Participants were seen for a clinical research evaluation at one of 55 sites affiliated with the Huntington Study Group (HSG) in North America, Europe, or Australia. All HSG sites who had contributed de-identified data during the 1990s were included, regardless of specific ongoing studies individuals may have been participating in at the time of their visit. The total number of participants available for analysis was all HSG participants at visit 1 (N = 4423). Selection criteria for this analysis required that participants have a family history of HD, but the genetic status of participants was unknown (i.e., “at risk”). The summary score from the standardized neurological exam, the UHDRS (HSG, 1996), was used to determine whether participants were showing manifest motor symptoms of HD meeting research criteria for a diagnosis of HD. Any participants who were rated as having a 0 (no motor signs), a 1 (soft signs only), or a 2 (signs of HD that were insufficient for a definitive diagnosis) on the UHDRS Diagnostic Confidence Level (DCL) item were included. Participants who were already rated as having “unquestionable” HD (i.e., a DCL = 3) at the first available visit were excluded. This criterion has been used in prior analyses attempting to capture the earliest signs of disease in a pre-diagnosed sample (Langbehn and Paulsen, 2007). Because this sample of at-risk individuals could have included people who were, in fact, non-gene expanded, we further limited the sample to those individuals who had at least one follow-up exam resulting in definite diagnosis according to the UHDRS (i.e., “unquestionable HD,” a DCL = 3). This resulted in a final sample of 265. Although gene status was not available on these individuals, positive status is inferred based on a movement disorder specialist's rating of greater than 99% confidence that they had HD. All data were aggregated and stored in a research database. This version of the database was stripped of all subject, examiner, and site specific identifiers. This de-identification and the subsequent use of this data for research was approved by the IRB at The University of Iowa where this analysis was conducted. For further information about the sample, please see (Langbehn & Paulsen, 2007 and Paulsen et al., 2001b).
The UHDRS was administered to evaluate participants at every visit, typically on an annual basis (HSG, 1996). The UHDRS consists of a motor examination, cognitive assessment, and psychiatric assessment, in addition to the functional scales (details noted below).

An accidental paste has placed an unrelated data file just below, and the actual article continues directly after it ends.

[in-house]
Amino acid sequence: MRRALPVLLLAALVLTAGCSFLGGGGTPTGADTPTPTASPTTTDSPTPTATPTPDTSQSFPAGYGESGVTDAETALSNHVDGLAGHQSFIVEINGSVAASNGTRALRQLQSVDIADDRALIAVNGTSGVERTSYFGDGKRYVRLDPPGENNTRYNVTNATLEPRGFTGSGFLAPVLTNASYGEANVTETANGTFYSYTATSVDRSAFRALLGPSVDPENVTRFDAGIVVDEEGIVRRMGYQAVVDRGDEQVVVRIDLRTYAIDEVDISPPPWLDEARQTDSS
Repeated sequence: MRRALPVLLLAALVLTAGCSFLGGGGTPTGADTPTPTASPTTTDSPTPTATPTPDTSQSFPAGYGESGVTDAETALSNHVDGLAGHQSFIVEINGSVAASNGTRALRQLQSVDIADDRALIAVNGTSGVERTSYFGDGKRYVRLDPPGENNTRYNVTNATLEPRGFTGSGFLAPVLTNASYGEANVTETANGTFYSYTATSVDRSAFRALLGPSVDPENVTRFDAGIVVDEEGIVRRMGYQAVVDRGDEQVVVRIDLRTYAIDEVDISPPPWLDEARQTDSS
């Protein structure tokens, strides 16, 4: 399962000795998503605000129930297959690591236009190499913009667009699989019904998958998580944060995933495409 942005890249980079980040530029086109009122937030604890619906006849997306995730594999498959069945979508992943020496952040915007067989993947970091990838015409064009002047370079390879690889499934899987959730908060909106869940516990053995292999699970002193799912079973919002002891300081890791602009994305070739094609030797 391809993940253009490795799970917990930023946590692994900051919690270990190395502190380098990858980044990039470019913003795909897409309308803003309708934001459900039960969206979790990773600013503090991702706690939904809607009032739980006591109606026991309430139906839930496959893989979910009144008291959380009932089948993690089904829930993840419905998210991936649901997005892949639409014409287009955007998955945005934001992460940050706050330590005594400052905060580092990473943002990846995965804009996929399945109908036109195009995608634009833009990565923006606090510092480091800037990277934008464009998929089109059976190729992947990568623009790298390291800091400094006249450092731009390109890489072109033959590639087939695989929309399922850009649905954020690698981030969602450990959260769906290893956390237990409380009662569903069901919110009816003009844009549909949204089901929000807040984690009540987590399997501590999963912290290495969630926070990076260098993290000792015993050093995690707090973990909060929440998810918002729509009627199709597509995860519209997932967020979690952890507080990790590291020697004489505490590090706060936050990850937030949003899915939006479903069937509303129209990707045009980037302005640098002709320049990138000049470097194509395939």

The two functional capacity assessments from the UHDRS are determined by patient interview with input from the family, when available. The TFC is a broad measure of functional capacity and consists of five global items that assess occupation, finances, domestic chores, activities of daily living, and care level, with scores on each item ranging from 0 to either 2 or 3 (e.g., “occupation — 0 = unable, 1 = marginal work only, 2 = reduced capacity for usual job, 3 = normal”). TFC total scores range from 0 to 13 with greater scores indicating higher functioning. These total scores have been grouped into 5 categories that correspond to stages of disease, with lower stage indicating more intact functioning (e.g., TFC scores between 13 and 11 = stage 1). The FAS is a more detailed measurement of functional capacity and consists of 25 yes/no questions about specific functional abilities. The FAS examines tasks related to occupation (e.g., accustomed work, volunteer work), finances (e.g., cash transactions, financial management), activities of daily living (e.g., driving, hygiene), domestic chores (e.g., home maintenance, laundry), level of care (e.g., home or supervised care), and physical abilities (e.g., walking, getting out of bed, falls). FAS scores range from 0 to 25. Greater scores indicate greater functionality.
The sum of individual motor signs (e.g., finger tapping, oculomotor, chorea, rigidity, dysarthria) was the Total Motor Score with higher scores indicating more impaired motor functioning (range 0–124). Based on the results of the individual motor items, the rater selected a confidence rating on a scale of 0–3 to represent the presence or absence of motor abnormalities and their opinion of the likelihood that the signs were indicative of HD. As noted above, the DCL is a scale from 0 (normal) to 3 (unquestionable HD, >=99 confidence) operationally defined as the unequivocal presence of an otherwise unexplained movement disorder in a subject at risk for HD. However, it is a research classification, not a clinical diagnosis. The diagnostic confidence level has previously shown adequate inter-rater reliability in a sample of 75 clinicians (weighted kappa 0.67) (Hogarth et al., 2005).